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File #: 2021-1389    Version:
Type: Resolution Status: Passed Finally
File created: 4/12/2021 In control: Committee on Finance and Law
On agenda: 4/13/2021 Final action: 4/27/2021
Enactment date: 4/27/2021 Enactment #: 275
Effective date: 4/29/2021    
Title: Resolution authorizing and directing the Mayor to establish a joint Pittsburgh Recovery Task Force consisting of representatives of the Office of the Mayor, President of Council, President Pro-Tempore and Chairman, Committee on Finance and Law, City Council, to oversee make recommendations as to the distribution of funds allocated to the City of Pittsburgh pursuant to the American Recovery Plan Act of 2021, Public Law 117-2 ("ARPA").
Sponsors: Reverend Ricky V. Burgess, R. Daniel Lavelle
Attachments: 1. 2021-1389 Summary
Title
Resolution authorizing and directing the Mayor to establish a joint Pittsburgh Recovery Task Force consisting of representatives of the Office of the Mayor, President of Council, President Pro-Tempore and Chairman, Committee on Finance and Law, City Council, to oversee make recommendations as to the distribution of funds allocated to the City of Pittsburgh pursuant to the American Recovery Plan Act of 2021, Public Law 117-2 ("ARPA").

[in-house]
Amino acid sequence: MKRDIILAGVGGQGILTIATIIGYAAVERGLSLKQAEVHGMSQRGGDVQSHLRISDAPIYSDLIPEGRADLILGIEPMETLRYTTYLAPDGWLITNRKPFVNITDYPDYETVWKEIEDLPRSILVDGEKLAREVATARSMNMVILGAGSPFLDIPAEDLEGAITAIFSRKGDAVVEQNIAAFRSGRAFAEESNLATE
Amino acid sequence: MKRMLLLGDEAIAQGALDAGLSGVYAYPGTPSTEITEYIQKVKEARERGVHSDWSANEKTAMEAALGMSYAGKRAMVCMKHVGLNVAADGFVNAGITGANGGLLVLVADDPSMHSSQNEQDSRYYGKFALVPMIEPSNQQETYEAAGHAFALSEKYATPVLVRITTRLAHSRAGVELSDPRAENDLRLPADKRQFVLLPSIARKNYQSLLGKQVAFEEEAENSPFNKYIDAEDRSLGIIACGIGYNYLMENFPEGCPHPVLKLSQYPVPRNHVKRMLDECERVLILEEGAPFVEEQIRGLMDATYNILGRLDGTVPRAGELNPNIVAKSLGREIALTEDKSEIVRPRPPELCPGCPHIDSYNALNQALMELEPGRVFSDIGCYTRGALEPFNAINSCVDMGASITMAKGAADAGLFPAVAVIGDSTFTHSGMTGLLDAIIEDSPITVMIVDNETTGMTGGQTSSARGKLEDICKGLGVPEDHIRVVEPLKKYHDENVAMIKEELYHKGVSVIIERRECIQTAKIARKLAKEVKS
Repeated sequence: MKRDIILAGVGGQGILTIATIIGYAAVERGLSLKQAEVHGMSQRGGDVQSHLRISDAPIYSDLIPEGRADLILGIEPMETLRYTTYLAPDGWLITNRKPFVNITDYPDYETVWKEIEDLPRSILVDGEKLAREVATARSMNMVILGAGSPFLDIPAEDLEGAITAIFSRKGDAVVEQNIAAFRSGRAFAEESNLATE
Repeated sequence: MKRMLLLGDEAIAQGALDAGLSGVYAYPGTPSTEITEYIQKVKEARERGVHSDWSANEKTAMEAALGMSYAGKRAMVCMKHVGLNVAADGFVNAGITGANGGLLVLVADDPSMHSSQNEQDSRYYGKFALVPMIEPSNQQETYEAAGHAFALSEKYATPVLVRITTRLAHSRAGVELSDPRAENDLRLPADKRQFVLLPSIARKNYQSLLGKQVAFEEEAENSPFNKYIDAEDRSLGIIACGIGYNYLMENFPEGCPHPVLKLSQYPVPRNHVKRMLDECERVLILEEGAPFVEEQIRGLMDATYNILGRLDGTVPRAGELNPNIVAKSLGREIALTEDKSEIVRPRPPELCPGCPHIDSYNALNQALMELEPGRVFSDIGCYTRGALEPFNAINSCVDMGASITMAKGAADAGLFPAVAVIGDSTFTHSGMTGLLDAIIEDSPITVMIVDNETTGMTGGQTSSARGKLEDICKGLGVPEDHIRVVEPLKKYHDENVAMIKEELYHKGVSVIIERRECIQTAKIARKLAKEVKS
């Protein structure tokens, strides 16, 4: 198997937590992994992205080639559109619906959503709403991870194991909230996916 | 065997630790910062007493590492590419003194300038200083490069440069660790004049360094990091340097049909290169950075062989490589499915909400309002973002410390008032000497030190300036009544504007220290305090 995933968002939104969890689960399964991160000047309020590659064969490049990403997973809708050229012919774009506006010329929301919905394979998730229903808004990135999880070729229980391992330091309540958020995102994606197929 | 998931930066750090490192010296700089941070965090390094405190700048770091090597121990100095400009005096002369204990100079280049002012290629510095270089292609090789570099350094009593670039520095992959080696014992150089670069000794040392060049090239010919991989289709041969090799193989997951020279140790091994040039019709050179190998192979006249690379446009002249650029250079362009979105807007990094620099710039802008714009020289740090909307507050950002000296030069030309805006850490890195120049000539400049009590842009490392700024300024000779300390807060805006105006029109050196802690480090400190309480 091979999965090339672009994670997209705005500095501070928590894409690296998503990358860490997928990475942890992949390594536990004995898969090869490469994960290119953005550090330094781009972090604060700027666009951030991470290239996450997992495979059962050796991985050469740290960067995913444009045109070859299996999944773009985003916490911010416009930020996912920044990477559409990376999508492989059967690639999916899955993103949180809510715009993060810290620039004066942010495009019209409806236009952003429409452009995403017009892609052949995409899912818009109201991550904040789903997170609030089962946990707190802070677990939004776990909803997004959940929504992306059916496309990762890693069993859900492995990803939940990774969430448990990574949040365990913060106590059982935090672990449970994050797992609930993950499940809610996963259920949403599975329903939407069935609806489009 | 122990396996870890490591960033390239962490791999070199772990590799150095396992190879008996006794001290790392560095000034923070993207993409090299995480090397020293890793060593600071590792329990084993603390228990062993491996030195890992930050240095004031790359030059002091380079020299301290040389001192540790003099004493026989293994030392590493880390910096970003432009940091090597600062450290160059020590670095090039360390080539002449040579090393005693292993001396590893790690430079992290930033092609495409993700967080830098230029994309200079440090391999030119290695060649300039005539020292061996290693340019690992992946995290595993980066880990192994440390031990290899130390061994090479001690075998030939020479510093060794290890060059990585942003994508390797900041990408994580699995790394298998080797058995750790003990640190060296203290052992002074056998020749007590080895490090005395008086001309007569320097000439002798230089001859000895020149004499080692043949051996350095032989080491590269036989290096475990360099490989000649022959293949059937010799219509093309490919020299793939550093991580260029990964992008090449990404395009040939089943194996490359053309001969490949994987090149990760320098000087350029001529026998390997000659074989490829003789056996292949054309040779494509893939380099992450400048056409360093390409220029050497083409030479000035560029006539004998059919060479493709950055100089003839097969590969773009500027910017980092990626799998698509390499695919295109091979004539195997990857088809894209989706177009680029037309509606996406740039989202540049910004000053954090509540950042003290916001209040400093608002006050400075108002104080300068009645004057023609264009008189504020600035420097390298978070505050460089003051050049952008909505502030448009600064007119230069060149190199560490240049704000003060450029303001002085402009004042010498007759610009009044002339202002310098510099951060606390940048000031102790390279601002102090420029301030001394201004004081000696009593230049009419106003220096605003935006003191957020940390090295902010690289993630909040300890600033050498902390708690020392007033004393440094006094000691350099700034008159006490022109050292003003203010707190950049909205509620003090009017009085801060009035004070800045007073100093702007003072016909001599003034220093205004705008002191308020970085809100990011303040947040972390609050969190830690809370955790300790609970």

Body
WHEREAS, on December 23, 2019, the Honorable William M. Peduto, Mayor of the City of Pittsburgh, signed into law Resolution Number 843 of 2019, declaring racism a "public health crisis" in the City of Pittsburgh, a Home Rule municipality and political subdivision of the Commonwealth of Pennsylvania; and,

WHEREAS, the City of Pittsburgh recognizes the history of racism in our country and how it has led to many current-day disparities in education, health and safety, job attainment, income and wealth, housing and healthcare, disproportionate incarceration rates for people of color and other pernicious systems of injustice. The City further recognizes the existence White privilege, meaning the systemic advantages that white people have relative to non-white people; and,

WHEREAS, here in Pittsburgh, a pervasive sense exists that there are "Two Pittsburghs": one which grows more prosperous with each passing day and the other, cut off from opportunity by poverty, structural racism and discrimination; and,

WHEREAS, the City of Pittsburgh Gender Equity Commission's "Pittsburgh's Inequality Across Gender and Race" report concludes that Pittsburgh's Black residents could move to almost any other U.S. city of comparable size and have a better quality of life; and,

WHEREAS, one of the major the consequences of Pittsburgh's institutional racism and discriminatory practices is predominately Black, segregated communities of concentrated intergenerational poverty which shapes everything from higher crime rates to limited social mo...

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